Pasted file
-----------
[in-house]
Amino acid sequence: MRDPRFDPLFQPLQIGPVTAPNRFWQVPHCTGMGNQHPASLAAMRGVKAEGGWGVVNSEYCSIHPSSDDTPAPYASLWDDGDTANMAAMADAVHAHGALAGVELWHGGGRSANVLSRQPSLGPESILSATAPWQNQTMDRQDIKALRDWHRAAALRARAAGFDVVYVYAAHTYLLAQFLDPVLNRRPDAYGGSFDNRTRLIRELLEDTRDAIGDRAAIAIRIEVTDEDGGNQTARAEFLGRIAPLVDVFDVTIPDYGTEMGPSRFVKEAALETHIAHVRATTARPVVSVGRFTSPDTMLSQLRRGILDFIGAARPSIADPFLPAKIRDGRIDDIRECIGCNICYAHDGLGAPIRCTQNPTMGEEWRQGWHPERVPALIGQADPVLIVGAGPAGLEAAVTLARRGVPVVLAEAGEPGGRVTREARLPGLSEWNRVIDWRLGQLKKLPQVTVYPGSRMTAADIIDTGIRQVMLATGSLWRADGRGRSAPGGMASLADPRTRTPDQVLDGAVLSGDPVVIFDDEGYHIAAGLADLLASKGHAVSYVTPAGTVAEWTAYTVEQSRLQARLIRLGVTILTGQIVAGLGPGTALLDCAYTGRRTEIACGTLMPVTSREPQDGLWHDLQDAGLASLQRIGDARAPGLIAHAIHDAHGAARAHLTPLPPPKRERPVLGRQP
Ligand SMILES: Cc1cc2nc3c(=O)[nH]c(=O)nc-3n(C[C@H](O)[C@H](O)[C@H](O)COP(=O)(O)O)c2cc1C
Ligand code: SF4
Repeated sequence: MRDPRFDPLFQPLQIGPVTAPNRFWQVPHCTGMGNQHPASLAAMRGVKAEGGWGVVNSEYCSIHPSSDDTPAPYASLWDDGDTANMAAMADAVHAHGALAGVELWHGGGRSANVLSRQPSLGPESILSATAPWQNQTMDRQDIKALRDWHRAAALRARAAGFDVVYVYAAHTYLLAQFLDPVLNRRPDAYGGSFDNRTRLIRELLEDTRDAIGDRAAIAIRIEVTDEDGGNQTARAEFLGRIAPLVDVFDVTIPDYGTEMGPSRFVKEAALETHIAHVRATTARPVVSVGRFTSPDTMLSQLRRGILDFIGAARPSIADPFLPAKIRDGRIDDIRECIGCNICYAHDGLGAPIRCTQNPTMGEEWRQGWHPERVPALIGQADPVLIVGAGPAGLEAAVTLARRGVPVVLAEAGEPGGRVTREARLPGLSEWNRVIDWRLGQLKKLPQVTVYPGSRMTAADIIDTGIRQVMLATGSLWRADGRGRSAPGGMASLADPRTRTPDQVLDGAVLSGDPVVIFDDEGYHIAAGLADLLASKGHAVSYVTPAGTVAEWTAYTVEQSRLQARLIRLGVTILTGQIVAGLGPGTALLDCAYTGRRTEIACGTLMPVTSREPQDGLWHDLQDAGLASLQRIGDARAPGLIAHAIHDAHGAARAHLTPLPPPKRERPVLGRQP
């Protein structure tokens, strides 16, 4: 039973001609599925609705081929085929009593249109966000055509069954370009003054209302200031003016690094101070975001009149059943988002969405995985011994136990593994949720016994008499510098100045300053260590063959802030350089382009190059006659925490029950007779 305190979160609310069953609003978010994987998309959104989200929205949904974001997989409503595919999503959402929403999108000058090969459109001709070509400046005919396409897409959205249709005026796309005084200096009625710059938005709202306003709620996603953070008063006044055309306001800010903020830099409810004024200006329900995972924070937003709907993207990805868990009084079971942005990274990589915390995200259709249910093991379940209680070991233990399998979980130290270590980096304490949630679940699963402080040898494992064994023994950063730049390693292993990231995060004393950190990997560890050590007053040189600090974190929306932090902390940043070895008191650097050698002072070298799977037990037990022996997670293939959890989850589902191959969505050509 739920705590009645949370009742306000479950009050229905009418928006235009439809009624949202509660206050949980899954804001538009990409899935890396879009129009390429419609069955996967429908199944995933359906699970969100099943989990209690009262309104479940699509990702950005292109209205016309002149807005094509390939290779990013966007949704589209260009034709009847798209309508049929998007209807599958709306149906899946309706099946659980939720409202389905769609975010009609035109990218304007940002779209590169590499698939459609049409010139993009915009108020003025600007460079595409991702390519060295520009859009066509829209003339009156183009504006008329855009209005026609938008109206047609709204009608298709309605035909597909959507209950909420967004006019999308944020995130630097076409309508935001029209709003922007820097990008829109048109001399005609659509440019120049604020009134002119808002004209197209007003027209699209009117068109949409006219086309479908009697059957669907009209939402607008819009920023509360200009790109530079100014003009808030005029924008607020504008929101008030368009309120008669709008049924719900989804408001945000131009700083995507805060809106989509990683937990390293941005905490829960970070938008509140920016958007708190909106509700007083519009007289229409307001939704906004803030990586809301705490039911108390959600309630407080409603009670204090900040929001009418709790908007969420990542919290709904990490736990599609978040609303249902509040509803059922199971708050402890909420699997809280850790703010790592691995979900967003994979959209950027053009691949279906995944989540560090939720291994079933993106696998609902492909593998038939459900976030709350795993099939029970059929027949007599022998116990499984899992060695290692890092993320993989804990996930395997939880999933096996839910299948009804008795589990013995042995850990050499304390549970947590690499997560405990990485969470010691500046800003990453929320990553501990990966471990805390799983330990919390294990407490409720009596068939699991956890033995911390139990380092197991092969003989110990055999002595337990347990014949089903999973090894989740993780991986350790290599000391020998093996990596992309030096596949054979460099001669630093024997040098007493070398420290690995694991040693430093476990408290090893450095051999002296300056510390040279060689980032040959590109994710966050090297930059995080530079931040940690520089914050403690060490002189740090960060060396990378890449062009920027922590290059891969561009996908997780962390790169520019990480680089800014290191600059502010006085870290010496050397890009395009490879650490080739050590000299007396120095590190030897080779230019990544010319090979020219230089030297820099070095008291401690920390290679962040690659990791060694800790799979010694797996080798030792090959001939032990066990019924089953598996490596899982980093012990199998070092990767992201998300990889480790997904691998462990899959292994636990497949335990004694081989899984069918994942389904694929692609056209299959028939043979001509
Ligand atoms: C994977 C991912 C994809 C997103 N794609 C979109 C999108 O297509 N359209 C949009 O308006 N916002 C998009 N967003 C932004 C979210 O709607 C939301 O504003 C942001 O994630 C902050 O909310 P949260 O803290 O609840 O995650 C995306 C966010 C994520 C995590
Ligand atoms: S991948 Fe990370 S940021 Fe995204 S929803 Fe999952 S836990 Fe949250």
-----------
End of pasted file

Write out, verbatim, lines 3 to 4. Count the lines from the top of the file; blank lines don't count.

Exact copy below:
Ligand SMILES: Cc1cc2nc3c(=O)[nH]c(=O)nc-3n(C[C@H](O)[C@H](O)[C@H](O)COP(=O)(O)O)c2cc1C
Ligand code: SF4